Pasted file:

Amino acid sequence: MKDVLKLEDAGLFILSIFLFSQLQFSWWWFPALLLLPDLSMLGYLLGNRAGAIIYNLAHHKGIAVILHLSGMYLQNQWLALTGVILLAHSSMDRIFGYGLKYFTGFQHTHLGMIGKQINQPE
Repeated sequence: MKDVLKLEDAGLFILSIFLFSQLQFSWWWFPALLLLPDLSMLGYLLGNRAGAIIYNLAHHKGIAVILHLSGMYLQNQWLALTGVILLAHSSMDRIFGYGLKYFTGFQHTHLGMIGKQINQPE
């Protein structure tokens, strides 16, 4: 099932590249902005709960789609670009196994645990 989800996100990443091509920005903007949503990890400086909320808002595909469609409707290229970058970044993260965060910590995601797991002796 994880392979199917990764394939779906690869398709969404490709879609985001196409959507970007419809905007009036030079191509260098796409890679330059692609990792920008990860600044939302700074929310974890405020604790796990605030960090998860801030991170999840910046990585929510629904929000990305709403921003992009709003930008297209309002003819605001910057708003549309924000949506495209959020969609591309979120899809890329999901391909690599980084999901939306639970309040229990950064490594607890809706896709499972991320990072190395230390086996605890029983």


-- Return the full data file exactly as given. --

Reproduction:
Amino acid sequence: MKDVLKLEDAGLFILSIFLFSQLQFSWWWFPALLLLPDLSMLGYLLGNRAGAIIYNLAHHKGIAVILHLSGMYLQNQWLALTGVILLAHSSMDRIFGYGLKYFTGFQHTHLGMIGKQINQPE
Repeated sequence: MKDVLKLEDAGLFILSIFLFSQLQFSWWWFPALLLLPDLSMLGYLLGNRAGAIIYNLAHHKGIAVILHLSGMYLQNQWLALTGVILLAHSSMDRIFGYGLKYFTGFQHTHLGMIGKQINQPE
């Protein structure tokens, strides 16, 4: 099932590249902005709960789609670009196994645990 989800996100990443091509920005903007949503990890400086909320808002595909469609409707290229970058970044993260965060910590995601797991002796 994880392979199917990764394939779906690869398709969404490709879609985001196409959507970007419809905007009036030079191509260098796409890679330059692609990792920008990860600044939302700074929310974890405020604790796990605030960090998860801030991170999840910046990585929510629904929000990305709403921003992009709003930008297209309002003819605001910057708003549309924000949506495209959020969609591309979120899809890329999901391909690599980084999901939306639970309040229990950064490594607890809706896709499972991320990072190395230390086996605890029983």